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From Intellect to Intuition - Chapter Seven - Intuition and Illumination
Evelyn Underhill quotes Father Malaval as follows: [168]

"The great doctors of the mystic life teach that there are two sorts of rapture which must be carefully distinguished. The first are produced in persons but little advanced in the Way, and still full of selfhood; either by the force of a heated imagination which vividly apprehends a sensible object, or by the artifice of the Devil... The other sort of Rapture is, on the contrary, the effect of pure intellectual vision in those who have a great and generous love for God. To generous souls who have utterly renounced themselves, God never fails in these raptures to communicate high things."
- Underhill, Evelyn, Mysticism, page 431.

The same writer goes on to tell us what, psychologically, is ecstasy.

"The absorption of the self in the one idea, the one desire, is so profound - and in the case of the great mystics - so impassioned that everything else is blotted out."
- Underhill, Evelyne, Mysticism, page 434.

It will be noted how the idea of desire, of feeling and of duality characterizes the ecstatic condition. Passion, devotion and a rapturous going-out to the source of the realization are ever present, and a careful distinction has to be made by the experiencer or they will degenerate into morbidity. With this condition of sensory awareness, we have basically nothing to do. Our goal is the high one of constant intellection and steady mental control, and it is only in the early stages of illumination that this condition will be found. Later it will be seen that true illumination automatically rules out all such reactions. The soul knows itself to be free from the pairs of opposites - pleasure as well as pain - and stands steadily in [169] spiritual being. The line or channel of communication eventually is direct and eliminative from the soul to the mind, and from the mind to the brain.

When we arrive at the physical level of consciousness and of the reaction to the illumination which is streaming down into the brain, we have two predominant effects, usually. There is a sense or an awareness of a light in the head, and frequently also a stimulation to an activity which is abnormal. The man seems driven by the energy pouring through him, and the days are all too short for what he seeks to accomplish. He finds himself so anxious to cooperate with the Plan which he has contacted that his judgment is temporarily impaired and he works, and talks, and reads and writes with a tireless vigor which does, nevertheless, wear out the nervous system, and affect his vitality. All who have worked in the field of meditation, and who have sought to teach people along these lines are well aware of this condition. The aspirant does enter the realm of divine energy, and finds himself intensely responsive to it; he senses his group relations and responsibilities and feels as if he must do his uttermost to live up to them. This registering of a constant pouring in of vital force is eminently characteristic, for the coordination between the soul and its instrument, and the subsequent reaction of the nervous system to the energy of the soul is so close and exact that it takes the man quite a little time to learn the necessary adjustments.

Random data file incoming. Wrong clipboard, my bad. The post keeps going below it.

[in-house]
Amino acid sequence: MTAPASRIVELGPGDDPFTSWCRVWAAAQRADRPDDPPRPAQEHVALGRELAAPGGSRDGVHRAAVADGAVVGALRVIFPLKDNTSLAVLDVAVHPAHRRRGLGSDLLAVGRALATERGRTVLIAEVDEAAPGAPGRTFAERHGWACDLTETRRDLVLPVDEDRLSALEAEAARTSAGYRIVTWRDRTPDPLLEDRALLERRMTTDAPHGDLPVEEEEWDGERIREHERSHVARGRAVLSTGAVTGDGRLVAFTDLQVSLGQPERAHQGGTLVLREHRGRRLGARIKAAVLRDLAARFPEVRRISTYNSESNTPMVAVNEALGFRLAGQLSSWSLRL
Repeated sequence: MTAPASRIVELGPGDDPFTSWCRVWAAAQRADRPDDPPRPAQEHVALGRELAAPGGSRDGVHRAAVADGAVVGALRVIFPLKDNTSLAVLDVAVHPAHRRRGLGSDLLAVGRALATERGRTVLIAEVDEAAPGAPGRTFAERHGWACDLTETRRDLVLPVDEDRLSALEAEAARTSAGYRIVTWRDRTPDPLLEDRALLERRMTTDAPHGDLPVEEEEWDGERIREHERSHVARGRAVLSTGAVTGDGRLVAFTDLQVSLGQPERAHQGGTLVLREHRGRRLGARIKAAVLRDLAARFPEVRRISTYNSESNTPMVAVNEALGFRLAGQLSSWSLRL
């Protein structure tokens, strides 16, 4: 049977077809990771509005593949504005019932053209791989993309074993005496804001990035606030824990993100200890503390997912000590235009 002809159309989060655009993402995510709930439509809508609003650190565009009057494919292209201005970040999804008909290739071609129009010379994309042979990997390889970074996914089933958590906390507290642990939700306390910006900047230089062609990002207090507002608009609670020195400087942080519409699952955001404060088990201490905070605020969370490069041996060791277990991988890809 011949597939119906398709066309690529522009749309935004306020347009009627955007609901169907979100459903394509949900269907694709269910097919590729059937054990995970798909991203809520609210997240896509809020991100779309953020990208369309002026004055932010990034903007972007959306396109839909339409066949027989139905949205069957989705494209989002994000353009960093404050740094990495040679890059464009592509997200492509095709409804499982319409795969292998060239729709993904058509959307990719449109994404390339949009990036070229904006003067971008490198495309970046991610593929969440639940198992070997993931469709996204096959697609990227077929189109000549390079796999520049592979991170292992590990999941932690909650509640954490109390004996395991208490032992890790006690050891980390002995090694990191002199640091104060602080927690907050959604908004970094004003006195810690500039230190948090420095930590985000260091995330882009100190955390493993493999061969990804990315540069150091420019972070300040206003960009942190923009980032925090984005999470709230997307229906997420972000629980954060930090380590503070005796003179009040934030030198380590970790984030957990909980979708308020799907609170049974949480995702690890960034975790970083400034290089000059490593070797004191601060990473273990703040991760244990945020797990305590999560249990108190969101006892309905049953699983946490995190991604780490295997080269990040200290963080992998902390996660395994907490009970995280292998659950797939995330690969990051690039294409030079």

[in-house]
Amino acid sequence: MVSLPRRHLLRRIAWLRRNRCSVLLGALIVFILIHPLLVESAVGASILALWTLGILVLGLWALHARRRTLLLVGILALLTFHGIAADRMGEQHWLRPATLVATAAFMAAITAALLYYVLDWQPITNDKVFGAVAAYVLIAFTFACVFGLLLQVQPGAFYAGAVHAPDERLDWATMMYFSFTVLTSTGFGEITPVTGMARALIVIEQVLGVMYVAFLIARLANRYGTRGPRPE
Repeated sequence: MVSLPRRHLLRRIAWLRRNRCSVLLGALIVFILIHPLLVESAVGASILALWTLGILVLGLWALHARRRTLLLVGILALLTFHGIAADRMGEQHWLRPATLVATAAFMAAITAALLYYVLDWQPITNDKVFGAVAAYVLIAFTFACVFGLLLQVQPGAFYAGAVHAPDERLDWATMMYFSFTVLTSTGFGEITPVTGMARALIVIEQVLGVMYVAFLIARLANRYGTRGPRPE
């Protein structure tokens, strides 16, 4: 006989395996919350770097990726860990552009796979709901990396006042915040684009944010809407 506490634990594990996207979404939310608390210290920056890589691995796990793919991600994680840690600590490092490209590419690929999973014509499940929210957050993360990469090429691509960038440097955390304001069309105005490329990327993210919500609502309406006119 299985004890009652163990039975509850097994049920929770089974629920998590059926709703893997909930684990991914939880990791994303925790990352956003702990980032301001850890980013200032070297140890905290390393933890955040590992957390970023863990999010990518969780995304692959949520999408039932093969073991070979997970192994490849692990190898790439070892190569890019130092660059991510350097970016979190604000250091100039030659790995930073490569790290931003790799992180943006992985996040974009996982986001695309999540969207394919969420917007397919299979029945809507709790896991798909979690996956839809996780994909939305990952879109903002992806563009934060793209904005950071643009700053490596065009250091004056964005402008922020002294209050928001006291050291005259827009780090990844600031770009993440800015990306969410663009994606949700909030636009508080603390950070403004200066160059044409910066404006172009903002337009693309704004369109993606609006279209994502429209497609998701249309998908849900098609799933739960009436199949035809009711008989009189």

A second effect, as we have seen, is the recognition [170] of the light in the head. This fact is so well substantiated that it needs little reinforcing. Dr. Jung refers to it in the following manner:

"...the light-vision, is an experience common to many mystics, and one that is undoubtedly of the greatest significance, because in all times and places it appears as the unconditional thing, which unites in itself the greatest power and the profoundest meaning. Hildegarde von Bingen, a significant personality quite apart from her mysticism, expresses herself about her central vision in a quite similar way. 'Since my childhood,' she says, 'I always see a light in my soul, but not with the outer eyes, nor through the thoughts of my heart; neither do the five outer senses take part in this vision... The light I perceive is not of a local kind, but is much brighter than the cloud which bears the sun. I cannot distinguish in it height, breadth, or length... What I see or learn in such a vision stays long in my memory. I see, hear, and know at the same time, and learn what I know in the same moment... I cannot recognize any sort of form in this light, although I sometimes see in it another light that is known to me as the living light... While I am enjoying the spectacle of this light, all sadness and sorrow disappear from my memory..."

"I know a few individuals who are familiar with this phenomenon from personal experience. As far as I have ever been able to understand it, the phenomenon seems to have to do with an acute condition of consciousness as intensive as it is abstract, a 'detached' consciousness... which, as Hildegarde pertinently remarks, brings up to consciousness regions of psychic events ordinarily covered with darkness. The fact that, in connection with this, the general bodily sensations disappear, shows that their specific energy has been withdrawn from them, and has apparently gone toward heightening the clearness of consciousness. As a rule, [171] the phenomenon is spontaneous, coming and going on its own initiative. Its effect is astonishing in that it almost always brings about a solution of psychic complications, and thereby frees the inner personality from emotional and imaginary entanglements, creating thus a unity of being, which is universally felt as a 'release'."
- Wilhelm, Richard, and Jung, C. G., The Secret of the Golden Flower, pages 104-105).

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